13 Reasons You're Always So Hot And Sweaty

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why am I always hot

Sweating this much isn't normal.

Do you sweat while you’re sitting on the couch binging on Netflix? Feel like your face is on fire sitting at your desk at work? Are you constantly asking, "Why am I always hot?" or fiddling with your thermostat?

You’re not alone. Though hot flashes in women are normal, if you feel like you’re way hotter than all your friends (and not in a Regina George kinda way), there might be a legit medical reason.

1. Hyperthyroidism

Your thyroid gland regulates production of hormones that can affect, among other things, body temperature. If it’s out of whack, you will feel hotter than normal and may also experience digestive issues, “sudden weight loss, a rapid or irregular heartbeat, sweating, and nervousness or irritability.”

RELATED: Office Air Conditioning Is Too Cold For Women, Says Study

2. Stress

When you’re under a lot of stress, a part of your brain called the hypothalamus can go bananas and not do its job. The hypothalamus regulates body temperature and helps you maintain that comfy 98.6. When it’s not performing as well as it should, you can feel hot as a result.

Do some deep breathing, go for a walk, take a vacation — do what you can to lower your stress level and your body temp should follow suit.

3. Caffeine

Everyone’s favorite drug caffeine is a stimulant, and when you drink too much coffee or have one too many iced lattes, you can get overheated. Put down your mug, leave the coffee shop and drink some water. You’ll feel better in no time.

4. Perimenopause

You may think you’re too young, but it’s possible. Perimenopause starts up to 5 years before legit menopause and makes your hormones go wonky. You may be having hot flashes as a result and not even realize it.

Check your family history. If mom started menopause early, that may be the culprit!

5. Spicy foods

If you regularly nosh on a super-hot curry or ask for extra jalapeños on your taco, your core temperature can get a little higher than normal. Some studies even show that spicy food is good for overall health, so don’t sweat it. If you think it’s excessive, check with your doc.

6. Exercise

If you just did a round of hot yoga, you might expect to be a sweaty mess, but sometimes the elevation in your core temp can linger after the sore muscles have faded a bit. A regular exercise routine raises your body temp by increasing your metabolism and causing your body to heat up while burning all those calories. Just remember to stay hydrated!

7. Dehydration

When you’re hot, your body produces sweat to help lower your temperature. Sweat carries heat to the surface of your skin, then cools by evaporation. If you are dehydrated, you may not have the water necessary to produce sweat needed to keep you cool. Drink plenty of water and other fluids and you should cool down.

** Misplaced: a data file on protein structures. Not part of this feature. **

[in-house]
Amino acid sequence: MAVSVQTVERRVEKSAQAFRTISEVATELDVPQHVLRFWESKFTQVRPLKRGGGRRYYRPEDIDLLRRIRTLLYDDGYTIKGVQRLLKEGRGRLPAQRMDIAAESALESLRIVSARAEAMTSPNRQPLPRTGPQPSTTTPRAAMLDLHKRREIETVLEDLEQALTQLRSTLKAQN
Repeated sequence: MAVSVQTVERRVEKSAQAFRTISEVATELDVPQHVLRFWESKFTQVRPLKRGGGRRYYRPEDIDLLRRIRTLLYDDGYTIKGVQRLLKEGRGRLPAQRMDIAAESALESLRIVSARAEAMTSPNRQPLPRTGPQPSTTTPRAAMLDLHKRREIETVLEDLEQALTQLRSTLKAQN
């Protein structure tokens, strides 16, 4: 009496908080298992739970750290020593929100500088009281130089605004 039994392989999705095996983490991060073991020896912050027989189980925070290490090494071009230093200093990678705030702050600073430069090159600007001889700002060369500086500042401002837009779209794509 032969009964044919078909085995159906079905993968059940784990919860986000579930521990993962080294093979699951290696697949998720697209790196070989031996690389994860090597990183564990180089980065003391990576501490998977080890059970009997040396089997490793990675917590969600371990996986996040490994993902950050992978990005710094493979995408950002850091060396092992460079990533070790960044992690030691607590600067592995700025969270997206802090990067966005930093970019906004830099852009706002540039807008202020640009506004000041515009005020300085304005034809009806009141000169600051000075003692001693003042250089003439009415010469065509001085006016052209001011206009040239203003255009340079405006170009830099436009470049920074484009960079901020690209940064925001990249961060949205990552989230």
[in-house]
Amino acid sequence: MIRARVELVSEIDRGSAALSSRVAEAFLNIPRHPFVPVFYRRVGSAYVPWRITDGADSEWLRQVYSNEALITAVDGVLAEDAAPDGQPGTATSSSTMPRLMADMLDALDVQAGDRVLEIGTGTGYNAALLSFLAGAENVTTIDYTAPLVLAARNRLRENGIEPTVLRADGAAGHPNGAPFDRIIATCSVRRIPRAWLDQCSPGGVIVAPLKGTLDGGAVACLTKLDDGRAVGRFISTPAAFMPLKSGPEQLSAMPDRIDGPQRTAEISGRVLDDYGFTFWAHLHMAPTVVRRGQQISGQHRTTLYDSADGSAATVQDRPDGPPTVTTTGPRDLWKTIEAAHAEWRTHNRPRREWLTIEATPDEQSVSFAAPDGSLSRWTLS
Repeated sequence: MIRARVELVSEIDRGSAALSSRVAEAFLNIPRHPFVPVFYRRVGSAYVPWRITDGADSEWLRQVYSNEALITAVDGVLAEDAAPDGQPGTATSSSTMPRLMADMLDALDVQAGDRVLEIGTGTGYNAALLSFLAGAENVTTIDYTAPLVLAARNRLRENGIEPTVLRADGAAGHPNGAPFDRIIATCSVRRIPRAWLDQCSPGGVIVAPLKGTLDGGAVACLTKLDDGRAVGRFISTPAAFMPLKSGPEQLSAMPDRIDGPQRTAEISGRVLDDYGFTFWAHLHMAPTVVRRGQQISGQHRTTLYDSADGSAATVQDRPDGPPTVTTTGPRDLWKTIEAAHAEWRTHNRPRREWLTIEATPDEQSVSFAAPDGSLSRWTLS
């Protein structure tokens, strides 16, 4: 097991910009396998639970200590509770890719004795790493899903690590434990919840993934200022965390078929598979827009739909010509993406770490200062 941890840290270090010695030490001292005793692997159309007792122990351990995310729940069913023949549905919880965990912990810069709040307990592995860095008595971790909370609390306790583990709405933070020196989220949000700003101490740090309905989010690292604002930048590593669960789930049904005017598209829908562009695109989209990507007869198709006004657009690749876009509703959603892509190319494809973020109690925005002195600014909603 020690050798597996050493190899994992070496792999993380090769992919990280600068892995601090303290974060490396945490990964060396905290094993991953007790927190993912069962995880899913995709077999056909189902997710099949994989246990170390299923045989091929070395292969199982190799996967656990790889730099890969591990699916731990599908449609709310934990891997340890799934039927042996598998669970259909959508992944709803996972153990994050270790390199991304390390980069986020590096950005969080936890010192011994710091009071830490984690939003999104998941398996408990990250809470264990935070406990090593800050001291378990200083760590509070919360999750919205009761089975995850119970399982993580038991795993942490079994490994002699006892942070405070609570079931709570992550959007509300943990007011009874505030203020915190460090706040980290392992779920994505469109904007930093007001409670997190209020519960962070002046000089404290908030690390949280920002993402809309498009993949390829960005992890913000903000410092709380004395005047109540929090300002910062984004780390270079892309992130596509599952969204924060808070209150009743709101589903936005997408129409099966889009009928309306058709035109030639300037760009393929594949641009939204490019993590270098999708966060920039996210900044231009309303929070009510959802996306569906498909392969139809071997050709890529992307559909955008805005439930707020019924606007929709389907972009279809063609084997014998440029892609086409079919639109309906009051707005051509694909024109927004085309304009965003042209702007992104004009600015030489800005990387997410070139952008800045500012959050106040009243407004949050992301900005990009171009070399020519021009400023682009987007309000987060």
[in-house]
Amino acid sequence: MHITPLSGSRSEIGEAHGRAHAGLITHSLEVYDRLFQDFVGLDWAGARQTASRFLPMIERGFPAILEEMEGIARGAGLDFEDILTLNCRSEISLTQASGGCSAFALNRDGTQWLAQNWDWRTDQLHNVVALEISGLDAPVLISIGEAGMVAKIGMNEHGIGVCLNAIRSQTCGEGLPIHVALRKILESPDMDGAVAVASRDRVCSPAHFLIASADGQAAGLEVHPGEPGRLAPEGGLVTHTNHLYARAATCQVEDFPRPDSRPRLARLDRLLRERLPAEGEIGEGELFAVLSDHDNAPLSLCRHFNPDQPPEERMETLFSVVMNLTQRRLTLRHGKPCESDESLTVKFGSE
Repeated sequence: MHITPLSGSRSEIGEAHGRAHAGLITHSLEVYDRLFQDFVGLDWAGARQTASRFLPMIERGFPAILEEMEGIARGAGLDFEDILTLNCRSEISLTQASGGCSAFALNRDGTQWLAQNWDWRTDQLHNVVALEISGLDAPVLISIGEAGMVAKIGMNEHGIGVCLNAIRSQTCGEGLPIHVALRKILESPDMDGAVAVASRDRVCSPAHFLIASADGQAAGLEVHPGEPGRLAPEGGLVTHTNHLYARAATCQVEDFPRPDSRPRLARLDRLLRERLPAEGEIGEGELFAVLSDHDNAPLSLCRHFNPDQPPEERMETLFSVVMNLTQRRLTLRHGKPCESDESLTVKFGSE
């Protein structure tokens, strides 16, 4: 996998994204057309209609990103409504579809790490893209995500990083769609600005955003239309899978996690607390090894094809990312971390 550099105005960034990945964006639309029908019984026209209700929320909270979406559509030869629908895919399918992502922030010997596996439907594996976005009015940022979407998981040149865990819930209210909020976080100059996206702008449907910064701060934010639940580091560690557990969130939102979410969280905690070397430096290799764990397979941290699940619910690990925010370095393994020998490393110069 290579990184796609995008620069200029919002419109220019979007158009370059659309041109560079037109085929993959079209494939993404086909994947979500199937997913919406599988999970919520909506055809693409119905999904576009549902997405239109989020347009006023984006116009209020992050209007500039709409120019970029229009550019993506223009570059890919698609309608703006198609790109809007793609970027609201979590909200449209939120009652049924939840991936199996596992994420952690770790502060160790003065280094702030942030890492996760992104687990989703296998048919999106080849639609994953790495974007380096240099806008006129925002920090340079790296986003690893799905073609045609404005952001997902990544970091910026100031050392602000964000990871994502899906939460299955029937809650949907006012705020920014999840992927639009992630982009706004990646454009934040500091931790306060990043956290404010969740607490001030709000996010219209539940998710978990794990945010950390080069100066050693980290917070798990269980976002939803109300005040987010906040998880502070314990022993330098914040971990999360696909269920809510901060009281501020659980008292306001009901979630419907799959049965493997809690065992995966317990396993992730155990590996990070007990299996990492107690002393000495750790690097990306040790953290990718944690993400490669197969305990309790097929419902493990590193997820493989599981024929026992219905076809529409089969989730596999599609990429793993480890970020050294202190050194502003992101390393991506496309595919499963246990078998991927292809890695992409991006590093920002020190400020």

RELATED: 10 Disturbing Things Nobody Ever Told Me About Going Through Menopause

8. Weight

If you’re carrying around extra pounds and feeling hot, your weight might be the reason. The surface area to body mass ratio is higher, meaning that you have less skin to cool more body, meaning your normal temp might be a touch higher and it might take you a little longer to cool down than someone smaller.

9. Ovulation

Hormones switch roles during ovulation with estrogen taking a backseat to progesterone. Progesterone, along with being a major hormone involved in maintenance of pregnancy, also causes an increase in core temp and can make you feel hotter than normal.

10. Pregnancy

Pregnancy makes your entire body lose its bearings. Hormones are in a tailspin and everything is ramping up, including your body temperature. Drink cold water, invest in a good fan, and wear cool, breathable clothes (muumuus are totally a thing when you’re pregnant).

11. Psyching yourself out

If you're asking yourself, "Why am I always hot?" you may only think you’re really hot. The brain loves to play tricks, so if you feel hot but then see that it’s only 68 degrees in your apartment, you may chill right down.

12. Not used to higher temperatures

If you move from Maine to Florida, you’re gonna be hot. Everyone else may be out enjoying what they consider a beautiful spring day at 85 degrees and you’re sweating your butt off standing in front of the AC vent for hours. You should eventually acclimate, but it may take a season or two to get used to a new climate.

13. Medications

There’s a whole slew of prescription drugs that list hot flashes as side effects. Antidepressants and opioid pain relievers are the usual suspects, so if you’re on them, mention your temperature woes to your doc.

RELATED: 10 Health And Wellness Hacks From Around The World

Kristi Pahr is a freelance writer and mother who spends most of her time caring for people other than herself. She is frequently exhausted and compensates with an intense caffeine addiction. Her work has appeared in Real Simple, Well + Good, Men's Health, Prevention, and many others.